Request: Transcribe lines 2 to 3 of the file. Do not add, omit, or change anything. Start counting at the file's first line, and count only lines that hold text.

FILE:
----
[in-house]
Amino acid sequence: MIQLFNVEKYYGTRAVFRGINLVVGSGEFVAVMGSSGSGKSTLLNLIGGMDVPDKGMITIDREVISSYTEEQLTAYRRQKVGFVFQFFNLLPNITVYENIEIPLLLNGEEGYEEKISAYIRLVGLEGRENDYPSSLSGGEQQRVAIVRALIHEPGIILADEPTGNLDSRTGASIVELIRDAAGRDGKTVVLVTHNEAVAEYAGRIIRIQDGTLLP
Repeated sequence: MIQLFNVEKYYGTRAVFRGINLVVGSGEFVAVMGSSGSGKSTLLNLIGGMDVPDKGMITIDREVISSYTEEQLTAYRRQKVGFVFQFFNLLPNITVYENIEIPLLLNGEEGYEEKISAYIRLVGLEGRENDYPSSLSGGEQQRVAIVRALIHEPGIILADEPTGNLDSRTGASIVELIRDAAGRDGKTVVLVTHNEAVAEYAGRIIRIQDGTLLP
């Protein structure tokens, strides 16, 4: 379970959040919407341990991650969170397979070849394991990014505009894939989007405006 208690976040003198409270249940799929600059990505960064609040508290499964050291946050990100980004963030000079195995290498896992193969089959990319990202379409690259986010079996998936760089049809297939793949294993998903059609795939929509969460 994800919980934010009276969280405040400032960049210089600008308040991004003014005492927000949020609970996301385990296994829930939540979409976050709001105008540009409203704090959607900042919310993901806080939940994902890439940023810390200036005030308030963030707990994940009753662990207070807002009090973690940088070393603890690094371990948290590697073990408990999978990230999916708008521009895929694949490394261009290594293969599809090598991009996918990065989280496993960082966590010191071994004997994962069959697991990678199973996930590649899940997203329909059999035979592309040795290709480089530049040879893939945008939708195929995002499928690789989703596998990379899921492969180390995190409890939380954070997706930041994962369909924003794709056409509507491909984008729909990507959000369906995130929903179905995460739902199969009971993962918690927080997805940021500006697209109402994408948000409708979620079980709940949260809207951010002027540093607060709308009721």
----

Amino acid sequence: MIQLFNVEKYYGTRAVFRGINLVVGSGEFVAVMGSSGSGKSTLLNLIGGMDVPDKGMITIDREVISSYTEEQLTAYRRQKVGFVFQFFNLLPNITVYENIEIPLLLNGEEGYEEKISAYIRLVGLEGRENDYPSSLSGGEQQRVAIVRALIHEPGIILADEPTGNLDSRTGASIVELIRDAAGRDGKTVVLVTHNEAVAEYAGRIIRIQDGTLLP
Repeated sequence: MIQLFNVEKYYGTRAVFRGINLVVGSGEFVAVMGSSGSGKSTLLNLIGGMDVPDKGMITIDREVISSYTEEQLTAYRRQKVGFVFQFFNLLPNITVYENIEIPLLLNGEEGYEEKISAYIRLVGLEGRENDYPSSLSGGEQQRVAIVRALIHEPGIILADEPTGNLDSRTGASIVELIRDAAGRDGKTVVLVTHNEAVAEYAGRIIRIQDGTLLP